Too many goodies in this article:
Collectively, the U.S. market for infomercial products stood at $170 billion in 2009 and could exceed $250 billion by 2015. In fact, with the worth of the entire U.S. network and cable industry estimated at $97 billion as of 2013, DRTV is much bigger than TV itself.
Think a four-pack of ShamWows at $20 is the once-in-a-lifetime steal the pitchman says it is? Think again. You’re paying a 1,500 percent markup for some scraps of cast-off industrial rayon and polypropylene. The wholesale cost of a comparable product is about 1 to 30 cents apiece. But put some funky branding on them, give them a cool pitch, and those shammies soak up cash as easily as spills.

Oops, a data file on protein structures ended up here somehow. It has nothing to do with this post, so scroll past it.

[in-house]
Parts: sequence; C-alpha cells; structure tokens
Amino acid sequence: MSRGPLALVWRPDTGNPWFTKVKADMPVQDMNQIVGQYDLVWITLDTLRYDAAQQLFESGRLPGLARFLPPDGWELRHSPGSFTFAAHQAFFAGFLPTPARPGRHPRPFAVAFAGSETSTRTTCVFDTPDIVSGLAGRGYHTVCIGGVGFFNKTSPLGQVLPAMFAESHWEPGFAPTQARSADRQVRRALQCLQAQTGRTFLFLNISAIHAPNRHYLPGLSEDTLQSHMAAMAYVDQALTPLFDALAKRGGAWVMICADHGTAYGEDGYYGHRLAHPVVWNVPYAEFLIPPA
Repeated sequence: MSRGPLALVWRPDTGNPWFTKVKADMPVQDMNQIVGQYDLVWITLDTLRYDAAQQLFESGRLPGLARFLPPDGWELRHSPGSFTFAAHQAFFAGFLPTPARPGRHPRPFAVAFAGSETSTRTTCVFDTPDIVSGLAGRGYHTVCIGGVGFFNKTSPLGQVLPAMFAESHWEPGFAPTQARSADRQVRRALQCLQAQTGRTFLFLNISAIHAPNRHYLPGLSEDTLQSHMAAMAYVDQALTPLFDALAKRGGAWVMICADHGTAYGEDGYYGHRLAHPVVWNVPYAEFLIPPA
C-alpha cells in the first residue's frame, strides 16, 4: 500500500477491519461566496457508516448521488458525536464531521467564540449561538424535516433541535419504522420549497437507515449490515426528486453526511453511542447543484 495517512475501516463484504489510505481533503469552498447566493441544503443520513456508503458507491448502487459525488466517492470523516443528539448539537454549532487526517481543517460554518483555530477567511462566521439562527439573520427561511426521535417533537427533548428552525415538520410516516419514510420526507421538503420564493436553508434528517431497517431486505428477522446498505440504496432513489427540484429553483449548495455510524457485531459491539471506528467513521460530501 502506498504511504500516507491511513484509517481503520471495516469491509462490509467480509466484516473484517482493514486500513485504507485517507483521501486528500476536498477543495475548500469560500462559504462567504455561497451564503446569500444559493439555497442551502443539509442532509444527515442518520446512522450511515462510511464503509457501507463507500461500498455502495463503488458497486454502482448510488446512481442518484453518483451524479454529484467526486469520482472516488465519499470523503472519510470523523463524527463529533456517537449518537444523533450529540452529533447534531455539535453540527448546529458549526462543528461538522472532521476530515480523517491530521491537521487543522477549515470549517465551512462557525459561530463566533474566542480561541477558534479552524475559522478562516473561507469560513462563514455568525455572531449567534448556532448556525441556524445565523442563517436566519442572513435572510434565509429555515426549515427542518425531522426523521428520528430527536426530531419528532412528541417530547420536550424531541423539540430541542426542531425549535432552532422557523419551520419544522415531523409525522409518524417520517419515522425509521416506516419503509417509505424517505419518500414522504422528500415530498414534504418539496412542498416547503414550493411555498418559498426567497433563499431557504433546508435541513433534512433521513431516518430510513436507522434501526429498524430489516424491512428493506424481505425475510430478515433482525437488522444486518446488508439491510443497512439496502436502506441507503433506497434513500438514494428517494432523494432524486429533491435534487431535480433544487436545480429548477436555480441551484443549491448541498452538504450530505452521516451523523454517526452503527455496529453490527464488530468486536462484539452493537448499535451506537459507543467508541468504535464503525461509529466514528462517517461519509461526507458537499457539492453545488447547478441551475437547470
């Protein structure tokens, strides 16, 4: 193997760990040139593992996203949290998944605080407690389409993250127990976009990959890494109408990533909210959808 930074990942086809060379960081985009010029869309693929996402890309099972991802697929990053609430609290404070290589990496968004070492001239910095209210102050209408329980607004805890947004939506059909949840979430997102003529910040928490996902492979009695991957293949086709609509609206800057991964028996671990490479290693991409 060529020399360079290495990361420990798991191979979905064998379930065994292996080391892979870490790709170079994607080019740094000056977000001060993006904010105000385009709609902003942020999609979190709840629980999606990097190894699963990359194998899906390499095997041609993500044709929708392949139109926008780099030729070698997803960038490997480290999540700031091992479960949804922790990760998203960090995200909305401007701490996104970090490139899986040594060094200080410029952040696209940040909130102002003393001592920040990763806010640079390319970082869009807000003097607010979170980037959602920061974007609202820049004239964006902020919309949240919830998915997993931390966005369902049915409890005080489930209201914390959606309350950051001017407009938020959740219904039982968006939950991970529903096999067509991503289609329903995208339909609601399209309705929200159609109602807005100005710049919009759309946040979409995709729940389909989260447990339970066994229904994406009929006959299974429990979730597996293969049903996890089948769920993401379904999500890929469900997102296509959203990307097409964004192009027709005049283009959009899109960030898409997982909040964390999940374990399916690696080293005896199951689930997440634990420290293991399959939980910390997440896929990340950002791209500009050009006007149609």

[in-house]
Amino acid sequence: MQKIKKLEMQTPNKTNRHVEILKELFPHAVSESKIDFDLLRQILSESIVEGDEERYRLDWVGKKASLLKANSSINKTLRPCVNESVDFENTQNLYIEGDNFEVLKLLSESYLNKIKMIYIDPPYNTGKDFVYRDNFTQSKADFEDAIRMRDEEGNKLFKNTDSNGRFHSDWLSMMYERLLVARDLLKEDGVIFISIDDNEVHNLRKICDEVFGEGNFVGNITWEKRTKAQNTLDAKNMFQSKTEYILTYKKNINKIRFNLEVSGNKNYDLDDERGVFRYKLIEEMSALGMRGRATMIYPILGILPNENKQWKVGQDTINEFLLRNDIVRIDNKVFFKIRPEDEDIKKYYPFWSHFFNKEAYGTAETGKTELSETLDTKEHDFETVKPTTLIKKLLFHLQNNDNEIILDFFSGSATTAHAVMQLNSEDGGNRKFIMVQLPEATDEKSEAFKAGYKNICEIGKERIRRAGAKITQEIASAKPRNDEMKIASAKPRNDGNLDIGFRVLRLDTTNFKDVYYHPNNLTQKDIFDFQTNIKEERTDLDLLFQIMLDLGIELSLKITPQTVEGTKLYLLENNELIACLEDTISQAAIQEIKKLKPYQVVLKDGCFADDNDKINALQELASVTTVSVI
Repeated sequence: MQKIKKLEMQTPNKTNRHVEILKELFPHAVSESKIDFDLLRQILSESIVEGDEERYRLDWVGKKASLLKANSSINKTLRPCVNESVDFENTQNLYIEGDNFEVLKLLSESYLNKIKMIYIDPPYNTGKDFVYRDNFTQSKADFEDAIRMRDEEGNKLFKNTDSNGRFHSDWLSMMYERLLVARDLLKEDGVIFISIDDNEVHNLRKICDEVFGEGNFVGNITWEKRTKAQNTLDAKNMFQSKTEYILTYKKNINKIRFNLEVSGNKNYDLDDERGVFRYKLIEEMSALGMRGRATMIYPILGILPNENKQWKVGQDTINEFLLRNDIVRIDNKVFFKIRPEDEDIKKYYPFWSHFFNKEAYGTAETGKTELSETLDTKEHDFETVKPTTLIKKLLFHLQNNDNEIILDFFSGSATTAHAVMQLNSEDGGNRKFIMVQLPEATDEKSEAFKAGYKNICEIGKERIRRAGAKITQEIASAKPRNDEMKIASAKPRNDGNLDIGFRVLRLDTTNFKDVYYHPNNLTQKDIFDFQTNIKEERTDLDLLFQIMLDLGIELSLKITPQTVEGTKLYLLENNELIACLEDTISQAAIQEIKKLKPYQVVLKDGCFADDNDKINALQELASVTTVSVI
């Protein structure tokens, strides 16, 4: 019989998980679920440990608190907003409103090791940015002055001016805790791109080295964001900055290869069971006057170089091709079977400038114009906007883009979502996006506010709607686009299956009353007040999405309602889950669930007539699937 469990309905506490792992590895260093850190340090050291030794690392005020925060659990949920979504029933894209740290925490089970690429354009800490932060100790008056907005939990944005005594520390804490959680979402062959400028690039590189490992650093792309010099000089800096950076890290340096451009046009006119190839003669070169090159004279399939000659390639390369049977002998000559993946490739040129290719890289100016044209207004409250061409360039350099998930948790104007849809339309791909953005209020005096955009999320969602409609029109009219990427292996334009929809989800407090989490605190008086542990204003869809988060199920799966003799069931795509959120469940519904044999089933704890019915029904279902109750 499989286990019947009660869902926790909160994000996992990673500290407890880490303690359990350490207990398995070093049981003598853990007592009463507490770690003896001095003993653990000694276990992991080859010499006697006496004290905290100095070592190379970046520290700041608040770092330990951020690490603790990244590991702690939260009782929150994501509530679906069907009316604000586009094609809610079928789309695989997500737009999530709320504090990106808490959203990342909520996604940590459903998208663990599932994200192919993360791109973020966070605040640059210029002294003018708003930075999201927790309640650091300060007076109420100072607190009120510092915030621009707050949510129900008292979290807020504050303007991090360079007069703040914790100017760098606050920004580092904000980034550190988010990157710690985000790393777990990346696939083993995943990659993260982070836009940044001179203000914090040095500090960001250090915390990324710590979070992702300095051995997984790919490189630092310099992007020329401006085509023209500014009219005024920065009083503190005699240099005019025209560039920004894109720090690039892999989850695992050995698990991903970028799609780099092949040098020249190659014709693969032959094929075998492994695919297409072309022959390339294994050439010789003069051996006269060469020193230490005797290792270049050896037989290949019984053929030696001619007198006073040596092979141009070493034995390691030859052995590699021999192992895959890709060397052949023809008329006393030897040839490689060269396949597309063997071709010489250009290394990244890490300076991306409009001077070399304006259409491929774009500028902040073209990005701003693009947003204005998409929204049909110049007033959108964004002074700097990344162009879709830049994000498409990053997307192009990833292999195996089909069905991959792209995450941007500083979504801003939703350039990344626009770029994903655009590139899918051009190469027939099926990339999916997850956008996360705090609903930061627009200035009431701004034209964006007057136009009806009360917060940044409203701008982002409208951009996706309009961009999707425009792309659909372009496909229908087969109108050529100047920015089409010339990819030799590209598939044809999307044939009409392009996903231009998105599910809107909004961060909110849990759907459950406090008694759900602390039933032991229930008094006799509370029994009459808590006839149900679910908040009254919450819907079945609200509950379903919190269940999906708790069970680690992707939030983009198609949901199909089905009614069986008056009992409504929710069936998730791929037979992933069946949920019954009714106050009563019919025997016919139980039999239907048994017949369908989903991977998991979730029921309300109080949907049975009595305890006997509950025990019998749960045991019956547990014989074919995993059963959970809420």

Producing a half-hour infomercial can cost anywhere from $25,000 to $250,000, depending on the production values and the host or talent involved in the shoot. For the sake of comparison: The average cost of producing a 30-second national TV commercial is about $350,000.
An infomercial buyer can produce and air a small test campaign for about $100,000. Any sales generated by the infomercials in the testing phase are almost incidental. If the response rates are decent (and remember, the bar is set pretty low: about 1 percent on average), the campaign can recoup a small fraction of its investment while still running a modest loss.